Amos Milburn

The Motown Sessions, 1962-1964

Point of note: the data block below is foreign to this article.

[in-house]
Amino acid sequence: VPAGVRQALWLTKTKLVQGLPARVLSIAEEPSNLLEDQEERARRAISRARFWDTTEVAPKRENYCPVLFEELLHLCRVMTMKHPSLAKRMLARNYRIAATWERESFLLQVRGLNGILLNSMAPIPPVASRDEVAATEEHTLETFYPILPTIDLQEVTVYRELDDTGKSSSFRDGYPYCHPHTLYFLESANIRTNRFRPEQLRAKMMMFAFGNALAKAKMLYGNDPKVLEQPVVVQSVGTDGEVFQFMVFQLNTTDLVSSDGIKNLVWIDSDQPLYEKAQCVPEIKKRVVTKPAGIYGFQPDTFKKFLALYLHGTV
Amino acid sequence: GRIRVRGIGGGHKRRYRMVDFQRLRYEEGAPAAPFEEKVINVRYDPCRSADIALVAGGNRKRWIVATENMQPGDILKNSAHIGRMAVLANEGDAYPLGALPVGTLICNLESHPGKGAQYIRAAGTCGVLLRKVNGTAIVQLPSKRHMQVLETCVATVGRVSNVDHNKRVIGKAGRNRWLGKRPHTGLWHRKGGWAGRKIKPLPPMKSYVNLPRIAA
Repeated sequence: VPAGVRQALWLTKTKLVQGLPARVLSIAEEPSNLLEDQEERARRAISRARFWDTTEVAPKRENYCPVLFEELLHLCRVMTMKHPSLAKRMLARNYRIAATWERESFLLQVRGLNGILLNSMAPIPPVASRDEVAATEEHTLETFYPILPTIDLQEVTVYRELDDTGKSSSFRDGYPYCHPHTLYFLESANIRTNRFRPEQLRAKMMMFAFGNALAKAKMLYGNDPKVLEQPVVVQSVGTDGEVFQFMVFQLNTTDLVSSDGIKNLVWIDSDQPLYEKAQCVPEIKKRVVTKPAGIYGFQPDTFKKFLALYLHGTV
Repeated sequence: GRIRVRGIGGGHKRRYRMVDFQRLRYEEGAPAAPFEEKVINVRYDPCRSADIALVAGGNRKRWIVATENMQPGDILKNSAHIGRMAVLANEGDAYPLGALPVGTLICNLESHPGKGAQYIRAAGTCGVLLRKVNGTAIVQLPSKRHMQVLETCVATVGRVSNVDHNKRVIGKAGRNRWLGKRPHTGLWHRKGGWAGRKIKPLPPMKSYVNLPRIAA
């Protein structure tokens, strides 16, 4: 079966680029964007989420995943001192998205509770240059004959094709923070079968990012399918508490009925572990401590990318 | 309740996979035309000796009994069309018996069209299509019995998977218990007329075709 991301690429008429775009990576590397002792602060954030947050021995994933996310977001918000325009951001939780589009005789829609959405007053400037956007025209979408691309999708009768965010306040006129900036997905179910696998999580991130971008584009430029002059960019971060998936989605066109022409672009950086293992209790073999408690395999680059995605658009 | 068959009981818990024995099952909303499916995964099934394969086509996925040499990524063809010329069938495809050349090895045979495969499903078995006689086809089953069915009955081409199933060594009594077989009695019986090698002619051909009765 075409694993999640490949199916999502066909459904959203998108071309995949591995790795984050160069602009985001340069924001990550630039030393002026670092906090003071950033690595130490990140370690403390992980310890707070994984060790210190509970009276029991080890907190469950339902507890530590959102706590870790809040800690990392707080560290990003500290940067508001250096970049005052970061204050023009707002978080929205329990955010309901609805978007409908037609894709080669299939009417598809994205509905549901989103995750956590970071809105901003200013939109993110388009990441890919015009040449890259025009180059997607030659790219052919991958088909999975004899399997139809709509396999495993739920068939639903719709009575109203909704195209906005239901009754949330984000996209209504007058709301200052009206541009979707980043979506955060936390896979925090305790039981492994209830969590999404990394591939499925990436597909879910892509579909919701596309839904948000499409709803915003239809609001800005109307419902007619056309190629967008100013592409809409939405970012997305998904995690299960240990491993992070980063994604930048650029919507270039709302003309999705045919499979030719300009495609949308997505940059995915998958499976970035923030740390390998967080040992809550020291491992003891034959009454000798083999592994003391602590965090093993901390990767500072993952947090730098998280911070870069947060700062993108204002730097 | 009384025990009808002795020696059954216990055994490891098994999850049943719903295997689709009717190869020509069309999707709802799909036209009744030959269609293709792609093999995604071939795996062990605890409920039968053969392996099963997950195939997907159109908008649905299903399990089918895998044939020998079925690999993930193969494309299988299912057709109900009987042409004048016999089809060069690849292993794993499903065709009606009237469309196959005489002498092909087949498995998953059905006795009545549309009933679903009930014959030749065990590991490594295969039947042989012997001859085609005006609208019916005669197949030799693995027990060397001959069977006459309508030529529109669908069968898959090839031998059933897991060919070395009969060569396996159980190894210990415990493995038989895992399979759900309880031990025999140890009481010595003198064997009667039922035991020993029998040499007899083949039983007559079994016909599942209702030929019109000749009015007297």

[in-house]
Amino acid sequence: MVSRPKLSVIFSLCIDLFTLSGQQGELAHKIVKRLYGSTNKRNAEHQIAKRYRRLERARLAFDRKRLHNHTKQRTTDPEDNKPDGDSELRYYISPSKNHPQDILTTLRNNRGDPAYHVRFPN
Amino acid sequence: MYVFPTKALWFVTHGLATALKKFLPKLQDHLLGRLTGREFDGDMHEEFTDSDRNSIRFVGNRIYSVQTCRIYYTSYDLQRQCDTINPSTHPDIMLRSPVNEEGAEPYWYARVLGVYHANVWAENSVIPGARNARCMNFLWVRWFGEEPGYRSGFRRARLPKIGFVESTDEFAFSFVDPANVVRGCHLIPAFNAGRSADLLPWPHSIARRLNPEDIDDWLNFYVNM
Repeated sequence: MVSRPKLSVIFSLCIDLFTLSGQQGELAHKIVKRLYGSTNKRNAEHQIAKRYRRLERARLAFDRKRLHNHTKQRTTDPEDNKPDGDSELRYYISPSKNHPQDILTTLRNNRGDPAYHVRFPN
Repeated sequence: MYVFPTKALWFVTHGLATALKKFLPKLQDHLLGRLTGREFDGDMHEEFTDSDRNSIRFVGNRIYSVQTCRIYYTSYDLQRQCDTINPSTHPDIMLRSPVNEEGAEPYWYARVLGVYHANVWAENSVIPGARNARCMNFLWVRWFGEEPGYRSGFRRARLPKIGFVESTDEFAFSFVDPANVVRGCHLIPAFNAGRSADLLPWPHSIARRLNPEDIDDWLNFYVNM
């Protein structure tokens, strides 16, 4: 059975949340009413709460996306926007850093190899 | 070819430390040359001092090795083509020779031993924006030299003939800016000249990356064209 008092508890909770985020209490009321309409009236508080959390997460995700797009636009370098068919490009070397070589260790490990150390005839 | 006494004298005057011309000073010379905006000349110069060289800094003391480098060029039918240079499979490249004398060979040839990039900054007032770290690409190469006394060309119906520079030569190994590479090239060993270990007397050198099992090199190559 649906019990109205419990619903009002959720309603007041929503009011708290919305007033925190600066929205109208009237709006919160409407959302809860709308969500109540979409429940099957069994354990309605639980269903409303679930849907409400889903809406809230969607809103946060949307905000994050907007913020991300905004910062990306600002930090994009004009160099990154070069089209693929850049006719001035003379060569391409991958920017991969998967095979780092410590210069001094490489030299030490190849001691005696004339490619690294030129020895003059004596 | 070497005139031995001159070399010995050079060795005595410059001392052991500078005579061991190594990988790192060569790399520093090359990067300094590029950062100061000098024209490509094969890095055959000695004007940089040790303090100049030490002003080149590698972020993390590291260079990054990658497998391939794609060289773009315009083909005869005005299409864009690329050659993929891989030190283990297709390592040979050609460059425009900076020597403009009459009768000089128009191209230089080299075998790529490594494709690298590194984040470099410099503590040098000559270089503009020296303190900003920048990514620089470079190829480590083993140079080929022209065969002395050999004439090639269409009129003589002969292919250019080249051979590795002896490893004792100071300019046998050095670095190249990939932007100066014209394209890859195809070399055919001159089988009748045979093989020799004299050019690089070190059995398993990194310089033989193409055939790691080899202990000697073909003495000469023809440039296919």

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Signed to Motown years after his peak as an R&B star, Milburn's association with the label turned out to be something of a non-event, producing only an obscure album and flop single. A commercial non-event, that is; Milburn's skills were still intact, resulting in some fine if somewhat uncharacteristic performances. This compilation reissues that album (The Return of Blues Boss) and adds seven unreleased tracks. Milburn may still have been singing blues/R&B, but he was with Motown, which meant that a fair amount of soul-pop flavor inevitably seeped through. You can hear it in the occasional female backup vocals, swinging brass arrangements, and even a brief harmonica solo by Stevie Wonder on "Chicken Shack Boogie"; the arrangement on "I'll Make It Up to You Somehow" wouldn't have been out of place on an early Mary Wells single. The results are pleasantly surprising, updating Milburn's sound (which would have been quite anachronistic in the early 1960s) into the early soul era. The material is pretty strong, including both bluesy ballads and more uptempo numbers that don't totally smother his boogie-woogie roots.

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